“How did I escape? With difficulty. How did I plan this moment? With pleasure.” – Alexandre Dumas
The Backrooms 1998 is a first-person found footage psychological survival horror game that follows a terrified teenager who accidentally fell into the backrooms in the late 90s! Created by a solo developer, the game sees players roam the unsettling labyrinth and unravel a disturbing story whilst avoiding a horrifying enemy and trying to escape!
Developer: Steelkrill Studio
Released: 25th May 2022
Available on: Steam
This game is being reviewed as part of the Indie Game Collective (IGC) showcase.
NOTE: This game may contain content not appropriate for all ages and also content that may be disturbing to some audiences such as disturbing footage, violence, abuse, harm, blood, mild nudity, decapitation, loud sounds, fear and extreme gore.
The main objective of The Backrooms 1998 is to escape! Equipped with a torch (batteries required) and spray paint, navigation is tricky, especially since the labyrinthine corridors and rooms eerily change around the player as they explore! There are a number of objectives that the player must complete whilst exploring in order to eventually escape, these include following trails or blood and finding specific objects which can be quite nerve-wracking feats with an enemy nearby and jumpscares aplenty!
Things are not made easier by the presence of a horrifying and gruesome enemy that prowls the backrooms. Highly sensitive to noise, players are advised not to run unless needed, they will also need to hide in lockers and crawl spaces, close doors behind them and listen for enemy footsteps in order to evade detection. There is a note on a wall early in the game that suggests the enemy has no eyes, however, they do seem to be able to see as I was found whilst stationary and silent from across a room. Marking paths with the spray paint can help prevent the player from getting lost and does not seem to be detectable by the enemy. However, audio input adds an extra layer of things to watch out for, breathing too heavily into the mic, or yelping at a jumpscare will be sure to alert the enemy.
The game can be saved at televisions that are dotted throughout the game, but these are limited in number and can only be used once each. Once all save points are used up losing will result in the player being forever stuck in the backrooms. This adds to both the challenge of the game but also the level of fear felt by the player.
The Backrooms 1998 is made up of found footage of a teen lost in the backrooms, a creepypasta that originated with an image of a yellow wallpapered hallway and a story about how one enters the backrooms by no-clipping out of reality. As the teen ventures further into the maze of corridors and rooms, a secondary story unfolds, the gruesome and disturbing tale of a young boy named Tommy who was kidnapped. The story is delivered somewhat gradually through radios that are playing, newspaper clippings, photos and other points of interest that are found during exploration.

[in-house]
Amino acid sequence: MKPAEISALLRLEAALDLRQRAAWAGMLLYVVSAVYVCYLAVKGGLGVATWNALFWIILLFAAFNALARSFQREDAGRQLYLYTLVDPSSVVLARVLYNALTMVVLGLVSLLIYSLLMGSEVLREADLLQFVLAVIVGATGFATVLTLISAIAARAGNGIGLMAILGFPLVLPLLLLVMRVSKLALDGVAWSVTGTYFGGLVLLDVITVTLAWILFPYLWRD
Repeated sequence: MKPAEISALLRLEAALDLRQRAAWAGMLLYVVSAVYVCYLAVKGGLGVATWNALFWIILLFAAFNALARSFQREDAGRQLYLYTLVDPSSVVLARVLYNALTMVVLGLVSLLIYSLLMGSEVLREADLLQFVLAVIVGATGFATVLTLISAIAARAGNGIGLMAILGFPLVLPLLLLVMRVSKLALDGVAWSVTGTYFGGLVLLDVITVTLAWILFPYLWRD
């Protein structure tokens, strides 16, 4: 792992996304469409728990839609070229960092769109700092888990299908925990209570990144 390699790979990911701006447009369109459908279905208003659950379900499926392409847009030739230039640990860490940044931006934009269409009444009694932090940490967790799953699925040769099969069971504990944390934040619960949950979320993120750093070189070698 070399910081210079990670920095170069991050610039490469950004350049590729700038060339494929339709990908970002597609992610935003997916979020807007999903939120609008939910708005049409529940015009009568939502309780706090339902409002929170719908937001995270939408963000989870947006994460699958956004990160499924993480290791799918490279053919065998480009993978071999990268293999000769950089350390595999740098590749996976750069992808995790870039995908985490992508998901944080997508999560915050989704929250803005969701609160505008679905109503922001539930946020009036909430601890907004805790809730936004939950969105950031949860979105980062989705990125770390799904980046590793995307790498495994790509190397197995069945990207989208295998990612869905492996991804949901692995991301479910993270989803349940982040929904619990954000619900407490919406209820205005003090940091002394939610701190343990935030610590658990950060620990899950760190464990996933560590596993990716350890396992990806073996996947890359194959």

As ‘found footage’, The Backrooms 1998 is visually reminiscent of a slightly corrupted VHS tape, complete with film grain and 90’s camcorder-style overlay. This, along with the limited lighting, provides a kind of visual impairment that makes the overall experience feel even creepier. Players will also see the bland yellow wallpaper characteristic of the backrooms discoloured by eerie red lighting and covered in panicked scrawls. There is also lots of other disturbing and familiar horror imagery such as mannequins, a tricycle, bugs, blood and plenty of gore.
The game’s audio is filled with footsteps, heavy breathing, rushed heartbeats, creaking and other typical horror noises culminating into a creepy soundscape. The noises echo and reverberate making them seem loud and adding to the sense of danger. The inclusion of audio input also adds an extra level of eeriness as well as making the game more challenging.
The Backrooms 1998 is not a lengthy game, taking about 1- 1.5 hours to complete. It pulls aspects from a variety of genres including survival, horror and walking simulators to create a distinctly creepy experience. The mix of disturbing aesthetic elements and invasive sound design work together to great effect and the retro VHS visuals give the game an original look but do strain the eyes slightly after a while. The jumpscares, though sometimes cliché, are effective and work well with the audio input mechanic which is a unique touch in itself. Overall, it is a good example of a short horror game, with distinct styling, a familiar setting and a good level of challenge. It perhaps lacks a little finesse but is an impressive feat for a solo dev and I happily recommend this to fans of horror games and urban legends!
If you like horror games, you might also enjoy:
Sunshine Manor: A Bloody New 8-Bit Horror RPG – Martha is Dead – Disturbing New Psychological Horror – Oxide Room 104 – Survival horror in a spooky ‘abandoned’ motel!